THE Albanese Government has defended its decision to embark on another round of consultation with industry groups before deciding whether to adopt a mandatory or voluntary approach to meat and non-meat food labelling standards.
Cattle Australia last week questioned the Department of Agriculture’s decision to seek further industry views, after a Senate Inquiry which conducted extensive industry consultation firmly recommended in February 2022 that the Government implement mandatory rules to differentiate meat from non-meat products and to avoid causing consumer confusion.
In response to questions from Beef Central about why the consultation phase was being revisited, a spokesperson for Minister for Agriculture Murray Watt said the Government is still working to form a decision on the best approach for all sectors.
“We want to make sure the right settings are in place to ensure food labelling deliver accurate and clear information.
“The Government is committed to working with the meat and plant industries to ensure any regulatory changes are fit-for-purpose and that the regulatory environment sets all sectors up for growth and success.
“To take this commitment forward, consultation is underway with stakeholders across the supply chain to understand their views before making a decision on the next steps. This includes primary producers, manufacturers, and retailers in both the traditional meat and alternative protein sectors.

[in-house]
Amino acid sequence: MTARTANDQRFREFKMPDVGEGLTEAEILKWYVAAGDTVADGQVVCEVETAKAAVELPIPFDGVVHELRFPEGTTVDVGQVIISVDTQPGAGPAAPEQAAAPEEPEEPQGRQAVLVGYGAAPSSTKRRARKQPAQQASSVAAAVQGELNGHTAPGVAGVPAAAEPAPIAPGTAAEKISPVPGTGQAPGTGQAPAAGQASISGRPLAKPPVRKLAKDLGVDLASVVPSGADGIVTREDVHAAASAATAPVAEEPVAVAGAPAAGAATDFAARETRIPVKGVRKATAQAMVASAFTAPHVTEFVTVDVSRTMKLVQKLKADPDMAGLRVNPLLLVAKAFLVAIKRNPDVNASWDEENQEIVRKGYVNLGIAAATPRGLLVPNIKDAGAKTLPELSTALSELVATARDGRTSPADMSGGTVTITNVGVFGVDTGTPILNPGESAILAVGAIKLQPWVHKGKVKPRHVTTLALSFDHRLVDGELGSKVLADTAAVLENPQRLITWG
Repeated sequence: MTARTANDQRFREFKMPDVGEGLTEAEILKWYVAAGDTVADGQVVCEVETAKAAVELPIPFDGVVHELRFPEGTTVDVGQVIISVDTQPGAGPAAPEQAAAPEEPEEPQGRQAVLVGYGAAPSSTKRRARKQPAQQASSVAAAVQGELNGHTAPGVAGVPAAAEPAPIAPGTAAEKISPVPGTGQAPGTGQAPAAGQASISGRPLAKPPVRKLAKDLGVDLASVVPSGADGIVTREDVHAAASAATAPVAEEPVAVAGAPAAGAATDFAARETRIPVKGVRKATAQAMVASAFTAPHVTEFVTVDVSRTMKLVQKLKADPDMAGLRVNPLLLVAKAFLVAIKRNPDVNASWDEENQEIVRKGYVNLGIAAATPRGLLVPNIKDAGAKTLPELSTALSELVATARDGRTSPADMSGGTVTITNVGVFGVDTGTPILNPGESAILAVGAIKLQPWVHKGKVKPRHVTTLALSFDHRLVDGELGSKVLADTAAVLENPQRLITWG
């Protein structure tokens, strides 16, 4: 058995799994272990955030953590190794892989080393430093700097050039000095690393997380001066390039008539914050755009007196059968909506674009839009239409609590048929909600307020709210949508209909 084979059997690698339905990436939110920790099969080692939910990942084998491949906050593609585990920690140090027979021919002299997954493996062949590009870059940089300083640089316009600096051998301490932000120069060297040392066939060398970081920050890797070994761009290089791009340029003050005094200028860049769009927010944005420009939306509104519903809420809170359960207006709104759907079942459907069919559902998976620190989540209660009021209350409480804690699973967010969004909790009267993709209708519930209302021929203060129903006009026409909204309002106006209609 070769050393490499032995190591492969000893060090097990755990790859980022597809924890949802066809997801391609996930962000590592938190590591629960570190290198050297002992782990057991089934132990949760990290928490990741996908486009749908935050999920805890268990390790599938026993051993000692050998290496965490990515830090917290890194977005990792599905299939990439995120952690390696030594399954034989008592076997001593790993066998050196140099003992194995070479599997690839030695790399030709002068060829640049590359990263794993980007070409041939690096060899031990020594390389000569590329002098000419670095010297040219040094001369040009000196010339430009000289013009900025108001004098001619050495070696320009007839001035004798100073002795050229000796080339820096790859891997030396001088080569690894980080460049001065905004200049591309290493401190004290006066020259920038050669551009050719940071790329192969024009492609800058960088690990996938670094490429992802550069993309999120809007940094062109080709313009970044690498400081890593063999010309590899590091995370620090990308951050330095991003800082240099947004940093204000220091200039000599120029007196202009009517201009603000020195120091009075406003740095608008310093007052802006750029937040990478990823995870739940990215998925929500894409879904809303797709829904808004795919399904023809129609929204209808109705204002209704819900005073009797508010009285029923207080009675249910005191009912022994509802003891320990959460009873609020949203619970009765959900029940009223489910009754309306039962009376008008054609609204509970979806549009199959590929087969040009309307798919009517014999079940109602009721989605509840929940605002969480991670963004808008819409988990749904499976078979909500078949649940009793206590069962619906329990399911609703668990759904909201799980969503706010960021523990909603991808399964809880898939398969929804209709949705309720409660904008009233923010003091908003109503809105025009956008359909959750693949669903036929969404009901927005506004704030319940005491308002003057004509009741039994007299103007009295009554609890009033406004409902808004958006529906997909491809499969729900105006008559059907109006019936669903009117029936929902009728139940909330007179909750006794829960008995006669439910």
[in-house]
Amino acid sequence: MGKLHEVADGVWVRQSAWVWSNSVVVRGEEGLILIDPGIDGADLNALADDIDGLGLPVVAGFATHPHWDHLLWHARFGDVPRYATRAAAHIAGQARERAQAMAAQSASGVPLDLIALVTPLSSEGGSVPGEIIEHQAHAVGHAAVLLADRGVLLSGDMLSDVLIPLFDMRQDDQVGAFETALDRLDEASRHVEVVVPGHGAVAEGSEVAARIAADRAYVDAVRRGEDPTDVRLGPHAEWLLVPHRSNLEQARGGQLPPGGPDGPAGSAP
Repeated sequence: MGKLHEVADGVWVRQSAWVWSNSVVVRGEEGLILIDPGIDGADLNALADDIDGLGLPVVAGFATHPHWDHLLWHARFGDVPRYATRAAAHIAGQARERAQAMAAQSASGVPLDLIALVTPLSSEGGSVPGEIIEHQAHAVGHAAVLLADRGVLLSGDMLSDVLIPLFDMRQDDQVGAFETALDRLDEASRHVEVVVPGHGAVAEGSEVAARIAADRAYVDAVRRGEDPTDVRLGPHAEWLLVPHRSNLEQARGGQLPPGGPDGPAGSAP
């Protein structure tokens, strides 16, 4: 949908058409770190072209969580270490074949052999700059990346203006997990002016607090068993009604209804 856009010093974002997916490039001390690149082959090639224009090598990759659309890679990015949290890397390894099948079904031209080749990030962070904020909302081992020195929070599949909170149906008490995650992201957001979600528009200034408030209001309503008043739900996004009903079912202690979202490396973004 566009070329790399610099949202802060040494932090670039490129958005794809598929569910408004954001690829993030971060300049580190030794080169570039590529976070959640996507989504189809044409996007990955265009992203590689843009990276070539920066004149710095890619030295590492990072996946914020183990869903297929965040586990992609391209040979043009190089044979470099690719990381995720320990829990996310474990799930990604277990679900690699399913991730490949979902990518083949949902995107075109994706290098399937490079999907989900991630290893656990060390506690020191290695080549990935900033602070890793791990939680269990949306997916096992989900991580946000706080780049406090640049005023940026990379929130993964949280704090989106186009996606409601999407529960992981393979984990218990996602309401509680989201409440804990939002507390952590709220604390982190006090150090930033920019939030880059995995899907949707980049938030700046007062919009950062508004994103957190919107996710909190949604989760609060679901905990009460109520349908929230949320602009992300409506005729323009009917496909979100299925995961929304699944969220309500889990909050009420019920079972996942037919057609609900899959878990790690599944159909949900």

“We will also consider how the voluntary industry guidelines recently developed by the alternative protein industry are working, and ensure any changes are consistent with the broader food regulatory system, support both meat and plant industries, and informed by the best information available.”
‘Failing the common sense test’: Susan McDonald
Queensland LNP Senator Susan McDonald, who chaired the 2022 meat labelling inquiry, said the Government was being lobbied by groups actively working against meat protein.
“Regardless of the Department’s idea that they need to consult further, which I think is ridiculous, the consumers have spoken,” Senator McDonald said.
“Right across the country when I did media (after the Feb ’22 inquiry) radio stations flooded with calls of people saying ‘yes this is silly’.
“Why is it that I go into a shop and something says it is chicken free chicken, or bull free beef and it has a picture of the animal and it looks like the product, but it is not the product that you think you’re buying?
“This is just failing the common sense test, it is failing consumers and it is failing nutritional standards, we had evidence on that.
“I don’t believe this is what Australians think is good Government. We are being influenced by a lobby that doesn’t have consumers, certainly does not have the meat industry in its interests.
“Labelling is in front of people’s minds whether it be organic, whether it be content, surely this is just reasonable and fair for consumers.”